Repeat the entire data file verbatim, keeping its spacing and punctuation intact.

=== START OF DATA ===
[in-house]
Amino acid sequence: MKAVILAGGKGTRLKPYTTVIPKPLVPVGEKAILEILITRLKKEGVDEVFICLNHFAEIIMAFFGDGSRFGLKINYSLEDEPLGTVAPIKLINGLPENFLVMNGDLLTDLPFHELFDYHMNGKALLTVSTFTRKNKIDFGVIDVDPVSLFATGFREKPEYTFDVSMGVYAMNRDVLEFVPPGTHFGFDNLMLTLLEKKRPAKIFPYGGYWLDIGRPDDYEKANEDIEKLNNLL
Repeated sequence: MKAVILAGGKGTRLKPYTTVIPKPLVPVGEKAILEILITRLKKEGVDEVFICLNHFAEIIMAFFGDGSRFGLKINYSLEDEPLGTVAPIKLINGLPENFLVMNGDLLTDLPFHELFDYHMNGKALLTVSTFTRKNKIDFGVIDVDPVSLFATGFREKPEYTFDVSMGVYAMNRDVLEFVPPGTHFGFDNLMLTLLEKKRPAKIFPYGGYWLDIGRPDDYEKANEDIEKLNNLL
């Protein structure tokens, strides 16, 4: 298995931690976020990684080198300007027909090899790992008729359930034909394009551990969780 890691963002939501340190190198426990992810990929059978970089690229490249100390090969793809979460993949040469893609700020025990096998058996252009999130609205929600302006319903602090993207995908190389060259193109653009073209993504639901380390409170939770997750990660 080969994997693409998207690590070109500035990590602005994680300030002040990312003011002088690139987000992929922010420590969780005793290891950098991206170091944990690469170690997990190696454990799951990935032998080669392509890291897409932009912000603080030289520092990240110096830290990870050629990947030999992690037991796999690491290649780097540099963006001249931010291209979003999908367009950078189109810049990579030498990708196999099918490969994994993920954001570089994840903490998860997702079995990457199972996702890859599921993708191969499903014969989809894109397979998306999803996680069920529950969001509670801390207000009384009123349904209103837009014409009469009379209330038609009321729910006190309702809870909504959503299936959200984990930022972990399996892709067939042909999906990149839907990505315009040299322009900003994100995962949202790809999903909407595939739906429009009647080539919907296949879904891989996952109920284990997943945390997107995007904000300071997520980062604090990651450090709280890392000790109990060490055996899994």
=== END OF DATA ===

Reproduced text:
[in-house]
Amino acid sequence: MKAVILAGGKGTRLKPYTTVIPKPLVPVGEKAILEILITRLKKEGVDEVFICLNHFAEIIMAFFGDGSRFGLKINYSLEDEPLGTVAPIKLINGLPENFLVMNGDLLTDLPFHELFDYHMNGKALLTVSTFTRKNKIDFGVIDVDPVSLFATGFREKPEYTFDVSMGVYAMNRDVLEFVPPGTHFGFDNLMLTLLEKKRPAKIFPYGGYWLDIGRPDDYEKANEDIEKLNNLL
Repeated sequence: MKAVILAGGKGTRLKPYTTVIPKPLVPVGEKAILEILITRLKKEGVDEVFICLNHFAEIIMAFFGDGSRFGLKINYSLEDEPLGTVAPIKLINGLPENFLVMNGDLLTDLPFHELFDYHMNGKALLTVSTFTRKNKIDFGVIDVDPVSLFATGFREKPEYTFDVSMGVYAMNRDVLEFVPPGTHFGFDNLMLTLLEKKRPAKIFPYGGYWLDIGRPDDYEKANEDIEKLNNLL
């Protein structure tokens, strides 16, 4: 298995931690976020990684080198300007027909090899790992008729359930034909394009551990969780 890691963002939501340190190198426990992810990929059978970089690229490249100390090969793809979460993949040469893609700020025990096998058996252009999130609205929600302006319903602090993207995908190389060259193109653009073209993504639901380390409170939770997750990660 080969994997693409998207690590070109500035990590602005994680300030002040990312003011002088690139987000992929922010420590969780005793290891950098991206170091944990690469170690997990190696454990799951990935032998080669392509890291897409932009912000603080030289520092990240110096830290990870050629990947030999992690037991796999690491290649780097540099963006001249931010291209979003999908367009950078189109810049990579030498990708196999099918490969994994993920954001570089994840903490998860997702079995990457199972996702890859599921993708191969499903014969989809894109397979998306999803996680069920529950969001509670801390207000009384009123349904209103837009014409009469009379209330038609009321729910006190309702809870909504959503299936959200984990930022972990399996892709067939042909999906990149839907990505315009040299322009900003994100995962949202790809999903909407595939739906429009009647080539919907296949879904891989996952109920284990997943945390997107995007904000300071997520980062604090990651450090709280890392000790109990060490055996899994």